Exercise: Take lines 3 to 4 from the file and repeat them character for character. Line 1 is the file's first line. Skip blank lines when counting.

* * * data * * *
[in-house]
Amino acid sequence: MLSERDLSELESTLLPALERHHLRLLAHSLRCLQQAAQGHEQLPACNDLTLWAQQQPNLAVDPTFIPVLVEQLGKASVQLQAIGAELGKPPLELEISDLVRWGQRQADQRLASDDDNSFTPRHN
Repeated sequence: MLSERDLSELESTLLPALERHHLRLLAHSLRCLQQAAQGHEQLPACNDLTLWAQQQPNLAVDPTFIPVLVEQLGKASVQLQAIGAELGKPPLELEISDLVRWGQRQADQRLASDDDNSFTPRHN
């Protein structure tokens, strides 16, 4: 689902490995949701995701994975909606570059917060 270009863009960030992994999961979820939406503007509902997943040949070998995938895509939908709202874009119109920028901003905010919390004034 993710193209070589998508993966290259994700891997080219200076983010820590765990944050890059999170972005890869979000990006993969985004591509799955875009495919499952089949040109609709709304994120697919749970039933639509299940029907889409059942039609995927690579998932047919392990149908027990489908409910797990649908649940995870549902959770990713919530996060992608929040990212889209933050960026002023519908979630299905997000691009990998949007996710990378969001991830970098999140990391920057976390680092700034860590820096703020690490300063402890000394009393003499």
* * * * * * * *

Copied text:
Repeated sequence: MLSERDLSELESTLLPALERHHLRLLAHSLRCLQQAAQGHEQLPACNDLTLWAQQQPNLAVDPTFIPVLVEQLGKASVQLQAIGAELGKPPLELEISDLVRWGQRQADQRLASDDDNSFTPRHN
């Protein structure tokens, strides 16, 4: 689902490995949701995701994975909606570059917060 270009863009960030992994999961979820939406503007509902997943040949070998995938895509939908709202874009119109920028901003905010919390004034 993710193209070589998508993966290259994700891997080219200076983010820590765990944050890059999170972005890869979000990006993969985004591509799955875009495919499952089949040109609709709304994120697919749970039933639509299940029907889409059942039609995927690579998932047919392990149908027990489908409910797990649908649940995870549902959770990713919530996060992608929040990212889209933050960026002023519908979630299905997000691009990998949007996710990378969001991830970098999140990391920057976390680092700034860590820096703020690490300063402890000394009393003499």